In response to a renewed intensification of the debt crisis with Spain and Italy now at its centre, ECB President Mario Draghi said on 2 August the ECB may buy more government bonds, but only once countries had turned first to the region's rescue funds for help and agreed to strict conditions.
Details of the plan are still missing and in the meantime speculation of the shape of the new programme is making the rounds in the media.
Over the weekend, German magazine Der Spiegel reported that the ECB is considering setting interest rate thresholds for any purchases of struggling eurozone country's bonds so that it would buy such bonds if their interest rates exceeded a certain premium over German bonds.
The ECB responded by seeking to quash speculation, saying decisions had not yet been taken and that it was misleading to report otherwise.
"It is absolutely misleading to report on decisions, which have not yet been taken and also on individual views, which have not yet been discussed by the ECB's Governing Council, which will act strictly within its mandate," an ECB spokesman said.
"As far as recent statements by government officials are concerned, it is also wrong to speculate on the shape of future ECB interventions. Monetary policy is independent and undertaken strictly within the ECB mandate," he added in a statement to journalists.
Policymakers are posturing over the programme ahead of a crunch ECB meeting on 6 September at which markets will be looking for the central bank to spell out more details of the plan.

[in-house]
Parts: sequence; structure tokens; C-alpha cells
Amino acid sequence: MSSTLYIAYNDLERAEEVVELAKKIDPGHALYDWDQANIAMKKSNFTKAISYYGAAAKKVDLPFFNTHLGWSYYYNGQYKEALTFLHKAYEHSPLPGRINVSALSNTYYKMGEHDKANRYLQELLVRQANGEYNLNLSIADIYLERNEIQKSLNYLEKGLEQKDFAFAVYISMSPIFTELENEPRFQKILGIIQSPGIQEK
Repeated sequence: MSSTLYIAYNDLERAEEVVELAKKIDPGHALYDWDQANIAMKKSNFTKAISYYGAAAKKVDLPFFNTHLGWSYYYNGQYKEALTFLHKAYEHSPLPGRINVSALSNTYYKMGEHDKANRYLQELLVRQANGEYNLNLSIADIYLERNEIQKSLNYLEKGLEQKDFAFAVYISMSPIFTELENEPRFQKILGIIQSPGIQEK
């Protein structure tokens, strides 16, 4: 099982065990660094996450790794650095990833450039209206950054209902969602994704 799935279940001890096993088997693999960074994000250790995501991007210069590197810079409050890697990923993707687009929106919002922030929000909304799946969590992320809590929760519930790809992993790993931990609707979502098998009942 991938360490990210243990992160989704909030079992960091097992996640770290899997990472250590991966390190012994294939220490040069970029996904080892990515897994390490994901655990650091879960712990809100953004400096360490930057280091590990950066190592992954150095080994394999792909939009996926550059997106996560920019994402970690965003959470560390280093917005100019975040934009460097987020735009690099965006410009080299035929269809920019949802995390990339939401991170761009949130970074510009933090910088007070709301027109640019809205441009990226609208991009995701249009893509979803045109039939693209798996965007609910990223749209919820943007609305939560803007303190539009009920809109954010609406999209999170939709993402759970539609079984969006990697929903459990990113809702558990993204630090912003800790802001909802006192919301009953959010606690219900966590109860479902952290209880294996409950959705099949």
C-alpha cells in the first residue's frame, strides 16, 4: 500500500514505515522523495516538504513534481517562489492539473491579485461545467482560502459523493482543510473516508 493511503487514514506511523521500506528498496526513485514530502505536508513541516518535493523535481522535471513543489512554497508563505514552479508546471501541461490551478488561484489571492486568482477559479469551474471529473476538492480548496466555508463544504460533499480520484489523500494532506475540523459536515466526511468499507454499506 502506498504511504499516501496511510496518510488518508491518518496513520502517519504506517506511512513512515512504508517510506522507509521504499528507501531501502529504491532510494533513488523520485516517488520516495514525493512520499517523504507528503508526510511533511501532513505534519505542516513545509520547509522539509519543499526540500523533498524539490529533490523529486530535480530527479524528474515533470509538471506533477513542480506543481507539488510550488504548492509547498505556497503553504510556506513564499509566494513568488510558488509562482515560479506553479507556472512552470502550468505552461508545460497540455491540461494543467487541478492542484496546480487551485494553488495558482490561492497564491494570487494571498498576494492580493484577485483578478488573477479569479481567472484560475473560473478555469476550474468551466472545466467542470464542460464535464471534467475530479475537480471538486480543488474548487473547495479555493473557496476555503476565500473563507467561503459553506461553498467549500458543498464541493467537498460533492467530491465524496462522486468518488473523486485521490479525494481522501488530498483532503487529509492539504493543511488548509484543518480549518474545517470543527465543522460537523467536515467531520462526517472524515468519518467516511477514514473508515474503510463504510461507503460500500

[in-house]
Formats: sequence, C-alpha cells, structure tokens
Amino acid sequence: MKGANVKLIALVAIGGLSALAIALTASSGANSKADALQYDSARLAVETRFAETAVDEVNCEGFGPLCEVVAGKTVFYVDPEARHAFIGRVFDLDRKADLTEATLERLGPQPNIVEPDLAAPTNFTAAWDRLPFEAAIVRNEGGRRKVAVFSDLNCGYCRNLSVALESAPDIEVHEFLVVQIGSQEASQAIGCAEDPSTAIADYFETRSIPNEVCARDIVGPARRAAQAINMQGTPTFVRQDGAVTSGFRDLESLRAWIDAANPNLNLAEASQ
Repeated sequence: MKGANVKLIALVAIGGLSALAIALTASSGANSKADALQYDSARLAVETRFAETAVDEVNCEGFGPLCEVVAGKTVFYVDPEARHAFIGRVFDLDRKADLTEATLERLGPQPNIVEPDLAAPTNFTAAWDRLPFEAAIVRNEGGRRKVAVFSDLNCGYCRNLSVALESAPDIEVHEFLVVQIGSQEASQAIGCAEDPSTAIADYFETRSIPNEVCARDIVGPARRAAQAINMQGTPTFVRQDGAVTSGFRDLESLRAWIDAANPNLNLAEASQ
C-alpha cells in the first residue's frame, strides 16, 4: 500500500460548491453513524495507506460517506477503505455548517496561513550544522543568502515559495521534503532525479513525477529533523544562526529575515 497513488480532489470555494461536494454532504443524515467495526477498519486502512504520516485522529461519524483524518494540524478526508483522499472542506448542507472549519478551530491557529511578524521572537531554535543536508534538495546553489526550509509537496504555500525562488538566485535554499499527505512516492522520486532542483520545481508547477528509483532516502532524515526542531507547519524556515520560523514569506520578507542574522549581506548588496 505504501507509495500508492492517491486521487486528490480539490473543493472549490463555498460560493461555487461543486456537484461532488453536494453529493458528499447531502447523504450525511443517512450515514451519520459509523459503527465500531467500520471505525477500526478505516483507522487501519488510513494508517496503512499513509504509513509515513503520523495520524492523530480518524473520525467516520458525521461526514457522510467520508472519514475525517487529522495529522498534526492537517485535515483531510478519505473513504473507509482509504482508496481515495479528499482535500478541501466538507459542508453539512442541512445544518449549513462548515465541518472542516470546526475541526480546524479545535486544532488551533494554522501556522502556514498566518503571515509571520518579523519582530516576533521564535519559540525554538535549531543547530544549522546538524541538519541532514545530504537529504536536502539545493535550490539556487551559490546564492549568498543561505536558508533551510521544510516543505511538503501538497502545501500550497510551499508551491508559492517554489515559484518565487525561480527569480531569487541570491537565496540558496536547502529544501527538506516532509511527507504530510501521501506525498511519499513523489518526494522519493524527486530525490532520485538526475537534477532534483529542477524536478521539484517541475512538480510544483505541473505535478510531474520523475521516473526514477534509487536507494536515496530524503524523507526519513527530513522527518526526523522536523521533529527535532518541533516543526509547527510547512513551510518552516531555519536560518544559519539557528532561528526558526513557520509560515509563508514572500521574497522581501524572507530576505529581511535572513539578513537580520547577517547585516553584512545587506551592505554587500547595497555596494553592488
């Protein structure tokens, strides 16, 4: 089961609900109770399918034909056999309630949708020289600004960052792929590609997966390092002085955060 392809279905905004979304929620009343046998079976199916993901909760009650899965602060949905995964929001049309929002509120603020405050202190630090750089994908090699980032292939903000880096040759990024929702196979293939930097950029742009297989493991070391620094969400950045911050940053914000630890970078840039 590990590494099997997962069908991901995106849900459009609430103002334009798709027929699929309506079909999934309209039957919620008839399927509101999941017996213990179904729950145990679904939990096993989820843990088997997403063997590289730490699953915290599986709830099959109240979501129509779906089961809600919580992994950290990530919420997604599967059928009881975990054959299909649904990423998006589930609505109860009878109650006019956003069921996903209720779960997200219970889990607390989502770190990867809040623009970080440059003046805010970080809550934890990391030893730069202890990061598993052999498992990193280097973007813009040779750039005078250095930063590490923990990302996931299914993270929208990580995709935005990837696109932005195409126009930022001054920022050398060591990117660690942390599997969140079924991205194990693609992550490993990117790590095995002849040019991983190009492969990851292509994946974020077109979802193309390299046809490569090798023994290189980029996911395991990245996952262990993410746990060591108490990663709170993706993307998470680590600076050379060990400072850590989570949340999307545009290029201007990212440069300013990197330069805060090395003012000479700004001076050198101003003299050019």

However, one central bank source said there is still disagreement within the ECB over the terms of the scheme.
Last week, German Chancellor Merkel offered a robust defence of Draghi, after he triggered a stormy debate in Germany by promising to do "whatever it takes to preserve the euro" and signalling his readiness to resume ECB bond purchases.
The ECB has barely used its existing bond-buy plan this year and has bought no bonds for 23 weeks despite an intensification of the eurozone debt crisis.
Spanish Economy Minister Luis de Guindos said in comments published on Saturday that the ECB must take forceful and unlimited steps to buy sovereign debt to help Spain reduce its funding costs and eliminate doubts over the eurozone's future.
But other European countries will want to ensure Spain does not start to soft-pedal its reforms – as Italy did last year when the ECB began buying its bonds – and signs the eurozone crisis is affecting the bloc's core will stiffen their resolve.
On Monday, Germany's Bundesbank showed no signs of lowering its resistance to bond purchases, even after Merkel voiced support for the ECB's crisis-fighting strategy.
The powerful Bundesbank objects to Draghi's plan to resume buying bonds on the grounds that this amounts to monetary financing of governments, contravening European law.
"The Bundesbank remains critical of the purchase of euro system sovereign bonds, which comes with considerable risks for stability," the Bundesbank said in the introduction of its monthly report, reflecting the views of its leadership.
"Decisions about a possible broader mutualisation of solvency risks should be ... with the governments and parliaments, and should not occur via central bank balances."